Top Headlines in Travel: 2015 at a Glance

From restoring ties in Cuba to debates about the sharing economy, 2015 has certainly been eventful. As the year comes to a close, we’ve gathered a list of some of the biggest travel headlines from this past year:

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Cuba: The year began with great news. The U.S. restored diplomatic ties with Cuba. The embassies opened in each other’s countries for the first time since 1961. While this doesn’t mean anyone can jump on a plane and head to Cuba for a week of relaxation, it’s a start. If travelers want to go to Cuba for one of twelve authorized purposes, including journalism and academic programs, they may do so without having to apply for a license on a case-by-case basis.

Nepal: A 7.8 magnitude earthquake devastated Nepal on April 25th, 2015, followed by another quake on May 12, 2015. As the death toll grew to over 8,000, it was labeled the deadliest earthquake in more than 80 years. Damaged roads and runways left many people trapped and unable to secure transportation to leave and enter the country. Visitors and residents were displaced and spent days without access to basic necessities or the ability to communicate. Nepal has spent the last several months recovering, and many humanitarian organizations are still working to rebuild the country.

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MERS: A viral respiratory illness called Middle East Respiratory Syndrome (MERS) was confirmed in South Korea on May 20, 2015 after a business traveler returned to the country from Saudi Arabia. The outbreak took 20 lives and infected 162 people, even though the disease was not typically known to spread between humans easily. The infection was considered low risk, but thousands were quarantined and schools were shut down as a precaution until the outbreak was contained. Many travelers and their organizations were concerned about the potential risks of visiting South Korea during this time despite international health authorities saying it was not necessary to change travel plans.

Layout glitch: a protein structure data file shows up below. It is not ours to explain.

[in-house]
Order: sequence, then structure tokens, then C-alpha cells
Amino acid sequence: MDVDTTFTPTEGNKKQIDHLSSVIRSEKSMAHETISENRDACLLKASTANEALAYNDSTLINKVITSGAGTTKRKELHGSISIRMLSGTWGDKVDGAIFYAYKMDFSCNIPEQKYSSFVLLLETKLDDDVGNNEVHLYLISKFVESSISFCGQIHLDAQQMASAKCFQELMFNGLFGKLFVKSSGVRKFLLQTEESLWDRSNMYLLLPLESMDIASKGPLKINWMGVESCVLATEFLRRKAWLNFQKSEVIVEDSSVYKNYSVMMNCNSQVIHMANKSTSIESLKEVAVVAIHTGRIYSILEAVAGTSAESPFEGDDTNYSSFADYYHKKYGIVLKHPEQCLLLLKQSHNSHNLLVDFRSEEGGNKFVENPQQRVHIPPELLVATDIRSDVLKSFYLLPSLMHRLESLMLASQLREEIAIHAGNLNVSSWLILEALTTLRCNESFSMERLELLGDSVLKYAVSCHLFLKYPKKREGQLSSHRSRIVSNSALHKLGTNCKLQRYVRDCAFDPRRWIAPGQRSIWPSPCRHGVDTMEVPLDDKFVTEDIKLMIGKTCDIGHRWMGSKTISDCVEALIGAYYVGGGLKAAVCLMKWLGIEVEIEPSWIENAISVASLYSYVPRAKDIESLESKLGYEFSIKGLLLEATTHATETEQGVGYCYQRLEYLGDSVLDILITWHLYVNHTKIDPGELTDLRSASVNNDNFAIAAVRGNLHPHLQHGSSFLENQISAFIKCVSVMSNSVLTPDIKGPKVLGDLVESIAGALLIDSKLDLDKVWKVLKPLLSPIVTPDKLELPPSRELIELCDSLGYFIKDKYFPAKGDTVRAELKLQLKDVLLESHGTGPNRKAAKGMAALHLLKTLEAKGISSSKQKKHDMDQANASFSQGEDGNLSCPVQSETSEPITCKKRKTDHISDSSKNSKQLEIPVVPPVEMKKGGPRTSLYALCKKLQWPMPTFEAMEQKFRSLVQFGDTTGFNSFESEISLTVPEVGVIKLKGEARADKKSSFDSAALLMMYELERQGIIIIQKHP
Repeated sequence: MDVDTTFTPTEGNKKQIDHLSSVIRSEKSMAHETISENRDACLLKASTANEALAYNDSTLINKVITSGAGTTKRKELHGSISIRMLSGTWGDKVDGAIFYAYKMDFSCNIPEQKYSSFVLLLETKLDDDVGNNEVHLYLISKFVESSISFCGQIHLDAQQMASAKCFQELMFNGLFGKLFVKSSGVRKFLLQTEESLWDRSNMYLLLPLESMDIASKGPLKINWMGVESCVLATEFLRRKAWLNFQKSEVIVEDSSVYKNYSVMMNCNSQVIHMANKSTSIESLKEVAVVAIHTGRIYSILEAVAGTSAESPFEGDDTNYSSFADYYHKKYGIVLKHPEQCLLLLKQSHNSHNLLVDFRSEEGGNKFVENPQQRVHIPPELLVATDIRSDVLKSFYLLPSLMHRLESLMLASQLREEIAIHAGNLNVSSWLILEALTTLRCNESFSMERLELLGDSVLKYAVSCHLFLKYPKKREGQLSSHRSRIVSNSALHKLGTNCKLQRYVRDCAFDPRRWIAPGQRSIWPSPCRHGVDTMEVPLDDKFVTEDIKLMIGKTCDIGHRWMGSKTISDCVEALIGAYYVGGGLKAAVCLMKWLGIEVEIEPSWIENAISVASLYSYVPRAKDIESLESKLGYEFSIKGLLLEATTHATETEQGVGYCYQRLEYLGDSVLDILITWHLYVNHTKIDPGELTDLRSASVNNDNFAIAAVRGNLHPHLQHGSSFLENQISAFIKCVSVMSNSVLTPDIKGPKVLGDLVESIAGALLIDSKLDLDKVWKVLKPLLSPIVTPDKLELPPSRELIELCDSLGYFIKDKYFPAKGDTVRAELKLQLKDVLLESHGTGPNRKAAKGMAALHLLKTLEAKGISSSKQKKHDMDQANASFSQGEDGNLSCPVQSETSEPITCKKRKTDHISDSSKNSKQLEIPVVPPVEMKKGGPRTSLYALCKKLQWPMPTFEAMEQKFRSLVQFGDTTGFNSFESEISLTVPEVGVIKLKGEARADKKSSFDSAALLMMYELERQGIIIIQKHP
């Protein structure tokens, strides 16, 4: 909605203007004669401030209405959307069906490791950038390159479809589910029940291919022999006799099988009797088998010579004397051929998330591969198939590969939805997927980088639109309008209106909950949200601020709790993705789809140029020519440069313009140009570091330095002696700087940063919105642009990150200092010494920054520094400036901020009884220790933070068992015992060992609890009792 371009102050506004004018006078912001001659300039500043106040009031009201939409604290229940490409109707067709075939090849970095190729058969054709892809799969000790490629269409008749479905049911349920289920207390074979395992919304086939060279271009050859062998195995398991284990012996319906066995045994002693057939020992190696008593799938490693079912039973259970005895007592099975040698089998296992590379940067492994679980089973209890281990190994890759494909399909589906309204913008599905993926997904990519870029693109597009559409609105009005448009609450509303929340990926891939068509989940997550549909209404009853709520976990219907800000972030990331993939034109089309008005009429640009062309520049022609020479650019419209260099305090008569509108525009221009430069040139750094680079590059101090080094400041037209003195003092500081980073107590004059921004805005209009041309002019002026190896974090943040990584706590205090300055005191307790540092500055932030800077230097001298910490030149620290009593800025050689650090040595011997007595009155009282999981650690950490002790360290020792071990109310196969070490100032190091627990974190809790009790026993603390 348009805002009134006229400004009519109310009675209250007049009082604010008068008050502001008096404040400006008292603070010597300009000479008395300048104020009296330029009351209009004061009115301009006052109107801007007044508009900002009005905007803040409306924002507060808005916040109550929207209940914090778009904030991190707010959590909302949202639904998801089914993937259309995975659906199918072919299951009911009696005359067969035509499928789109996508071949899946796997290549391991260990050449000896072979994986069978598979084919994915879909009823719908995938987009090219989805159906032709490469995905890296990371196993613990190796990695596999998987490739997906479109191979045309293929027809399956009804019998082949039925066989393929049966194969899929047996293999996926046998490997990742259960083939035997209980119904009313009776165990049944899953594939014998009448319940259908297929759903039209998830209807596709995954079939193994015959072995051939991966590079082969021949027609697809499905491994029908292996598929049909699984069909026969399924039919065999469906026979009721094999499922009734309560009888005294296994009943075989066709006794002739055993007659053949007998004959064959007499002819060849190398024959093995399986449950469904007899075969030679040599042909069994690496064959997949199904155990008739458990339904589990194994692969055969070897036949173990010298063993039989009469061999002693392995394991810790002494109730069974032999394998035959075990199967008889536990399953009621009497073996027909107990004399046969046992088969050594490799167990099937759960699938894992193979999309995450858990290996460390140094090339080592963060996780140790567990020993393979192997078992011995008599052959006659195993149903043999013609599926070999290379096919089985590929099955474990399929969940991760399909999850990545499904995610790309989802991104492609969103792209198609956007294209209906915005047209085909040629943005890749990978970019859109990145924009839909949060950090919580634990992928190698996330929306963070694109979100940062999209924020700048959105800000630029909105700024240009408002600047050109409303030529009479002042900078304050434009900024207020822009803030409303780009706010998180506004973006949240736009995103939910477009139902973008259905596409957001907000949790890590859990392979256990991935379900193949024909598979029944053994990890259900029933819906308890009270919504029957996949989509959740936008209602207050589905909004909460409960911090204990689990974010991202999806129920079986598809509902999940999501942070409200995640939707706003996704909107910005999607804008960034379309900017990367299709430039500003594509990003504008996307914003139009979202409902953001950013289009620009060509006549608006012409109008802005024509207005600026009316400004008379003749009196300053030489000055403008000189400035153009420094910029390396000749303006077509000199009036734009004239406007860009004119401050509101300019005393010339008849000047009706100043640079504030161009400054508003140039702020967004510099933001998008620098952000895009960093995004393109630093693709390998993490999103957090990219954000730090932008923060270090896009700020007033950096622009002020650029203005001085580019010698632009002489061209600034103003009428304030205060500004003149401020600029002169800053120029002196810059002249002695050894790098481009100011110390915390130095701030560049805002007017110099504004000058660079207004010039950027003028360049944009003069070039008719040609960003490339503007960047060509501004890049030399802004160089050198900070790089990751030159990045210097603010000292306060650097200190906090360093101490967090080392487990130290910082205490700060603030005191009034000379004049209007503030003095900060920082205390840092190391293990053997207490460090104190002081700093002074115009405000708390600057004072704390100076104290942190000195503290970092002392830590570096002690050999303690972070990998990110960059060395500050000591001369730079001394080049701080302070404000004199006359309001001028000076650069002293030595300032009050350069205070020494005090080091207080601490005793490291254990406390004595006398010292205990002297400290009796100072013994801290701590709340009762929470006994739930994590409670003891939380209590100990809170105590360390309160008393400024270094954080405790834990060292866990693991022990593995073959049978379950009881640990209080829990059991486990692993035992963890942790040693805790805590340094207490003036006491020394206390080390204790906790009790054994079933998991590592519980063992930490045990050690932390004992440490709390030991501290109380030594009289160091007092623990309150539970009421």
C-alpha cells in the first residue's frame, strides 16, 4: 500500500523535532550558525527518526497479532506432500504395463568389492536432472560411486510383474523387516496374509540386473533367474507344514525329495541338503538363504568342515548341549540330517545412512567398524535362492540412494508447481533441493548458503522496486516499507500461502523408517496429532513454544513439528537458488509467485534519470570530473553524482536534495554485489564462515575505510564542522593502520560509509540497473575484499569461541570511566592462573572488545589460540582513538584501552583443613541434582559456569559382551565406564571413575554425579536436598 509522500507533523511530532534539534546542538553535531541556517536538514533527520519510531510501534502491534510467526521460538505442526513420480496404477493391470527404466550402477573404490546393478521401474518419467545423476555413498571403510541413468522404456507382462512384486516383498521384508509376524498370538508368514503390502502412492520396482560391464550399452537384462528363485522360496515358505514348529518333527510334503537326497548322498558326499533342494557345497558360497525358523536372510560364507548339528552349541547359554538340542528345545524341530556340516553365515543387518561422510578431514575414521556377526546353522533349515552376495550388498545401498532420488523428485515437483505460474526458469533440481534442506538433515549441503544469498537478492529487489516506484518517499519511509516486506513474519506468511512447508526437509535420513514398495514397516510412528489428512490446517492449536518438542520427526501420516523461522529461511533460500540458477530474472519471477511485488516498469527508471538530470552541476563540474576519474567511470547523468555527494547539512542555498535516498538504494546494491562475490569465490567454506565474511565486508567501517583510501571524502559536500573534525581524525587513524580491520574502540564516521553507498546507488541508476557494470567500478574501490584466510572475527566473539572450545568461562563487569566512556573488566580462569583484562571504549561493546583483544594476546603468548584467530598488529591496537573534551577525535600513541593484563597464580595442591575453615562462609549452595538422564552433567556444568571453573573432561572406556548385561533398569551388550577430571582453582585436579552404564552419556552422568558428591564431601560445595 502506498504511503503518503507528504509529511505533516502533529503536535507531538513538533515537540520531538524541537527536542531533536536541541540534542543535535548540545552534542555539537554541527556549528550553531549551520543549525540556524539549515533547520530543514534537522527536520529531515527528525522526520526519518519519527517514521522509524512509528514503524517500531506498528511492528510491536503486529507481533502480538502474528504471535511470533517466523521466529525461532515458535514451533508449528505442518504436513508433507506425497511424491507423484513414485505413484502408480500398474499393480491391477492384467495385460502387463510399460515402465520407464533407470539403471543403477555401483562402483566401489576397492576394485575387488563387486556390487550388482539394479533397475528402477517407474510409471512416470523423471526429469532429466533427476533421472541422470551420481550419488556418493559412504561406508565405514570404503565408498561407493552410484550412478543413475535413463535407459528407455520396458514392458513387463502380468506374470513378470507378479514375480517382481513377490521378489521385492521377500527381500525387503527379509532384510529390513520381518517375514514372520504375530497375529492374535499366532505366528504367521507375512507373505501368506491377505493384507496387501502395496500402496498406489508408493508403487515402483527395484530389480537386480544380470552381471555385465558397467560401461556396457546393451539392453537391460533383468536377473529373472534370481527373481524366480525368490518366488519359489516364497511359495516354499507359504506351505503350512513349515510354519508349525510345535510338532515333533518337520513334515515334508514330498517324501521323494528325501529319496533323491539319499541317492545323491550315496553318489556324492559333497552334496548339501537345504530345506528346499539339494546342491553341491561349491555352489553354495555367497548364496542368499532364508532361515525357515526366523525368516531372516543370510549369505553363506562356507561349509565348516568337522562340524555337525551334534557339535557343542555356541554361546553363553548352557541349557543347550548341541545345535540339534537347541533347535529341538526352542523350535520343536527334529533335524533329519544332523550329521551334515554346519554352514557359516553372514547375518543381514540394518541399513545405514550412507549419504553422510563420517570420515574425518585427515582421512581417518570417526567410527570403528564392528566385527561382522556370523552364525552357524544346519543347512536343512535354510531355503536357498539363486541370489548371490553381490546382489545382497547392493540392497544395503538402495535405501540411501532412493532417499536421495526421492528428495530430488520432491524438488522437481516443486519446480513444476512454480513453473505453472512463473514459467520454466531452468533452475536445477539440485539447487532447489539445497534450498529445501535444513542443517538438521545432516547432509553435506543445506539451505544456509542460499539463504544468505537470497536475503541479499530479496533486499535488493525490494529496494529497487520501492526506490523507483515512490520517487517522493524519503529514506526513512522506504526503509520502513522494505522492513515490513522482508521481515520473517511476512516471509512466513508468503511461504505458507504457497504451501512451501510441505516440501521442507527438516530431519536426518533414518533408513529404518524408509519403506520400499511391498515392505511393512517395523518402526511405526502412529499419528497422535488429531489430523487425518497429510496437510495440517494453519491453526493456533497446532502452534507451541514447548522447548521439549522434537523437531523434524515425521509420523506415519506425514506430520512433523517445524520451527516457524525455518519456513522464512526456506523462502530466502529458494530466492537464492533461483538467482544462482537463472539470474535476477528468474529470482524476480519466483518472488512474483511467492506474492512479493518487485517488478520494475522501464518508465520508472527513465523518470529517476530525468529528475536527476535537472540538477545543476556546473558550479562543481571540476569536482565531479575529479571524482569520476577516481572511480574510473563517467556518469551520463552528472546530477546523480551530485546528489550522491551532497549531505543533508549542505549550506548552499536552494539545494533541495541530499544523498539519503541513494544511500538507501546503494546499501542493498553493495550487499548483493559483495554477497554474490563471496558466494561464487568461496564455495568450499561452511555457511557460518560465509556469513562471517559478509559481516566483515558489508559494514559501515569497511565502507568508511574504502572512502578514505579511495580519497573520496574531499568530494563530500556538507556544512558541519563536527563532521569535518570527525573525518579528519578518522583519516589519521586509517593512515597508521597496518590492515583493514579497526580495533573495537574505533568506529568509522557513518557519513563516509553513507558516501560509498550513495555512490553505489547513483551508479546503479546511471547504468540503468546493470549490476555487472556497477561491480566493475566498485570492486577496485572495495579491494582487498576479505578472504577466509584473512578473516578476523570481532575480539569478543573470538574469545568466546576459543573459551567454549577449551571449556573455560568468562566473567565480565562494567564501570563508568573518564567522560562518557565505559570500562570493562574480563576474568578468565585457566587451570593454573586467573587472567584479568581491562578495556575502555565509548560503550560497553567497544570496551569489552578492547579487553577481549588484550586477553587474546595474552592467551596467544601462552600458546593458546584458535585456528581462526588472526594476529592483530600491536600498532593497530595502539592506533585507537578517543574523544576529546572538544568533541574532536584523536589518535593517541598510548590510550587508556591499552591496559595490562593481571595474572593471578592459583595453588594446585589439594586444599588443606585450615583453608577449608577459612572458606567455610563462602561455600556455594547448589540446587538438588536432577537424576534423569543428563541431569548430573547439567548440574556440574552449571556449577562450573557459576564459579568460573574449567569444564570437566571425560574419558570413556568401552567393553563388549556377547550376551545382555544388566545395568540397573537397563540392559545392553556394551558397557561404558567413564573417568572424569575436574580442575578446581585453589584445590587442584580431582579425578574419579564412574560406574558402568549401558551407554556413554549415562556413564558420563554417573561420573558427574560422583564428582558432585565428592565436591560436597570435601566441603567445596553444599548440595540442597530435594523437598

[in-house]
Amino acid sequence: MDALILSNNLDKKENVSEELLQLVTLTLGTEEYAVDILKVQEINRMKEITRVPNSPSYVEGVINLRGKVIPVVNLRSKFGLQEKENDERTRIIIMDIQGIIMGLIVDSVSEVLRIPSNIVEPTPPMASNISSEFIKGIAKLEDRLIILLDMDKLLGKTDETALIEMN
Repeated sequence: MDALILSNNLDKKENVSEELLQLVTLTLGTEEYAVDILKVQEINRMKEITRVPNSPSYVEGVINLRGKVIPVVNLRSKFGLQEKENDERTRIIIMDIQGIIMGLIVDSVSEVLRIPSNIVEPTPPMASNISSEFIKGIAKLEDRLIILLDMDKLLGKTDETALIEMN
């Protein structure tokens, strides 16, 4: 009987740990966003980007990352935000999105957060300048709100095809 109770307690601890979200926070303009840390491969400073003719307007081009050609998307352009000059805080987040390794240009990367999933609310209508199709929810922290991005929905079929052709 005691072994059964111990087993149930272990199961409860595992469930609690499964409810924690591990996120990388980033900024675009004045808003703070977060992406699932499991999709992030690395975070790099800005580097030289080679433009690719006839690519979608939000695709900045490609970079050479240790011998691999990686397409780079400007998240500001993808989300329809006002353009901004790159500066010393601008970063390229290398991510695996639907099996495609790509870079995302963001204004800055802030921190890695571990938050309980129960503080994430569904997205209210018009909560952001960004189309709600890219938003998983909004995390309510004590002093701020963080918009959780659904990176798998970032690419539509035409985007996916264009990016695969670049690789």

Financial Crisis in Greece: Earlier this year, the Greek government could not reach a decision on their financial bailout agreement. This caused mass chaos in the country and eventually caused the banks to shut down completely. People were rushing to ATMs to get funds as Greece imposed a withdrawal limit for its citizens to try to avoid a complete financial collapse. Tourists were not held to the same limits and could withdraw as much as they needed, but cash was scarce. This caused many travelers to cancel or postpone their travel plans to the country. Greece finally reached an agreement on their third bailout program, and the country is currently working to rebuild their economy.

Screenshot_102715_114028_AMSharing Economy: Sharing economy services like Uber, Airbnb and Lyft continued to gain momentum in 2015, despite some legal controversy. Uber is banned in countries like Brazil, France and Canada while New York City was sued by taxi drivers because of the service. Some of the most popular tourist destinations like Paris and Barcelona are also cracking down on short-term rental services like Airbnb. Despite how popular sharing economy services have become, many business travelers in particular have been slow to adapt—this is likely due to a lack of understanding around company protocols and safety guidelines

Air Quality in China: Currently, breathing the air in Beijing is considered equivalent to smoking 40 cigarettes a day. While most citizens wear masks on a daily basis, the severity of the daily air pollution is reducing life expectancy in China. Things like waste, soil contamination and industrial pollution are to blame. The Chinese government has set up sensors to detect air pollution and is also working to decrease the number of industrial plants across the major cities that could be contributing to the problem. Minor flight disruptions have been reported due to low visibility. The Department of State issued a warning as the air quality is now at what they consider an unhealthy level.

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Paris: On the evening of November 13, 2015, Paris was traumatized by multiple, coordinated terrorist attacks. It began when suicide bombers hit near the Stade de France in Saint-Denis. After, a hostage situation occurred during a concert and a mass shooting took place at several restaurants and cafes. More than 120 people were killed and over 350 were wounded. Shortly following the attacks, the Islamic State of Iraq and the Levant (ISIL) claimed responsibility for the attacks. The police are still investigating and have taken several people into custody. This event has brought proactive security intelligence monitoring and situational awareness to the forefront for many organizations, as they strive to align emergency preparedness and response into their TRM strategies this upcoming year.

Happy New Year and Safe Travels!

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